March 3, 2022

Study shows little variance in overdose deaths when sorting by Medicaid expansion status

A study by researchers from Vanderbilt and Boston University found that the increase in drug or opioid overdose deaths experienced during the first year of the COVID-19 pandemic was similar in states with and without Medicaid expansion.


by Jill Clendening

The COVID-19 pandemic caused significant disruptions in the delivery of health services, and researchers from Boston University (BU) and Vanderbilt University Medical Center looked at the pandemic’s impact on access to substance use disorder (SUD) treatment services.

Medicaid expansion has been previously associated with increased access to SUD services for low-income adults. This study, published in the March issue of the journal Drug and Alcohol Dependence, examined trends in overdose mortality nationally and by state Medicaid expansion status from 2013 to 2020.

They found that the increase in drug or opioid overdose deaths experienced during the first year of the COVID-19 pandemic was similar in states with and without Medicaid expansion.

Kevin Griffith, PhD

“Few of us remain unscathed after living through two years of the COVID-19 pandemic,” said Kevin Griffith, PhD, an assistant professor in the VUMC Department of Health Policy. “We not only have to worry about the virus, but we’ve seen reports that rates of alcohol consumption, depression, suicidal ideation and drug abuse all spiked in 2020. However, we didn’t have good data on the true extent of overdose deaths during COVID-19 until recently. We also know that Medicaid is an important tool to increase both rates of diagnoses and access to substance use treatment.”

It was particularly important to examine this possible correlation due to the big-picture impact of the pandemic that increased reliance on the United States’ public health insurance program.

“The COVID-19 pandemic caused record job losses, and Medicaid insurance coverage can serve as an important safety-net after loss of employer-sponsored insurance coverage,” said lead author Samantha Auty, a PhD candidate at BU’s School of Public Health. “Medicaid expansion had reduced the burden of the overdose epidemic prior to the COVID-19 pandemic. Before this study, it was unknown if Medicaid expansion reduced overdose and opioid overdose deaths during the pandemic, which introduced significant new barriers to care.”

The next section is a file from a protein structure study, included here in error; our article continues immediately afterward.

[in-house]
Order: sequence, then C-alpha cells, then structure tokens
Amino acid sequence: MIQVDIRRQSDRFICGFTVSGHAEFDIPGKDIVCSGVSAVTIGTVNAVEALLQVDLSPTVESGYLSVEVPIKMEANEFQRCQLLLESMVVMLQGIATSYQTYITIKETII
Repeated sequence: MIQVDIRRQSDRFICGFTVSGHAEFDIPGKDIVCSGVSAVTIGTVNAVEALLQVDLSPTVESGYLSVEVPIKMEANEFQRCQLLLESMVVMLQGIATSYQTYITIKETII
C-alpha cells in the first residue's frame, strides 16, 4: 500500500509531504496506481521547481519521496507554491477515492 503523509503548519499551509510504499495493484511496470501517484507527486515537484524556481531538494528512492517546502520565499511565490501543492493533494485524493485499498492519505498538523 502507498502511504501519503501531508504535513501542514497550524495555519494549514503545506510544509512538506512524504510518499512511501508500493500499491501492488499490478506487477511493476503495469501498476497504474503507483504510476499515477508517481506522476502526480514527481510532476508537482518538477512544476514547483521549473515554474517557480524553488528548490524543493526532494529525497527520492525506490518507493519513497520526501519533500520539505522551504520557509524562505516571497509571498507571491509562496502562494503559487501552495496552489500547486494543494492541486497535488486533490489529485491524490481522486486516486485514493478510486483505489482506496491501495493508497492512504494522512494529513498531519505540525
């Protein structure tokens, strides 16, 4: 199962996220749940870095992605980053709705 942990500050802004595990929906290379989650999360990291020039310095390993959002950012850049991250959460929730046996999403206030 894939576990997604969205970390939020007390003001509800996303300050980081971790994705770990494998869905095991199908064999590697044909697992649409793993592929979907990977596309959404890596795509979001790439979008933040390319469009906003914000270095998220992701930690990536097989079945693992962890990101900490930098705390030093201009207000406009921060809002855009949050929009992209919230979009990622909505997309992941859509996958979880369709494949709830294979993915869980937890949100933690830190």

For the study, state-level data on overdose mortality were obtained from the Centers for Disease Control and Prevention’s Wide-ranging Online Data for Epidemiologic Research

(WONDER) database for 2013–2020. The primary outcomes were drug and opioid overdose deaths per 100,000 residents. Data was sorted according to Medicaid expansion status as of Jan. 1, 2020. Then, changes in outcomes between expansion and non-expansion states after the onset of the COVID-19 pandemic were compared.

The United States experienced 91,799 drug overdose deaths in 2020, a 29.9% relative increase from 2019, the largest annual increase ever recorded since the CDC began data collection in 1999. Expansion states experienced an adjusted increase of 7.0 drug overdose deaths per 100,000 residents, compared to an increase of 4.3 deaths in non-expansion states from 2019 to 2020. Similar trends were observed in opioid overdose deaths.

“These results tell us that Medicaid expansion and non-expansion states experienced similar increases in drug and opioid overdose deaths during the first year of the COVID-19 pandemic, but trends might change in 2021 and 2022,” Auty said. “Moreover, individual states made other Medicaid policy changes that might impact these outcomes but that this study doesn’t examine. There is still a lot we don’t know and more research to be done.”

The group is planning another analysis of data from the pandemic’s second year as soon as that information becomes available.

“Future monitoring of these worrisome trends is critical, and we cautiously hope that overdose rates dipped in 2021 as people adjusted to this new normal of pandemic life,” Griffith said. “In the short term, we are focused on disseminating these results and encouraging policymakers to remove as many barriers to substance use disorder treatment and harm reduction services as possible.”

“The U.S. has been experiencing a drug and opioid overdose epidemic for decades, and the COVID-19 pandemic exposed substantial flaws in the delivery of services that reduce the risk of overdose death,” Auty said. “It’s no secret that policies in the U.S. make it difficult for people to access substance use and harm-reduction services. For example, there are restrictions on who can prescribe medications for opioid use disorder and regulations that limit the number of take-home doses of these medications.

“Identifying which policy solutions do and do not reduce overdose deaths is a key first step; getting states to implement these solutions is another. Asking questions about why rates of overdose deaths are continuing to grow hopefully provides evidence for policymakers that enables them to make evidence-based policy changes.”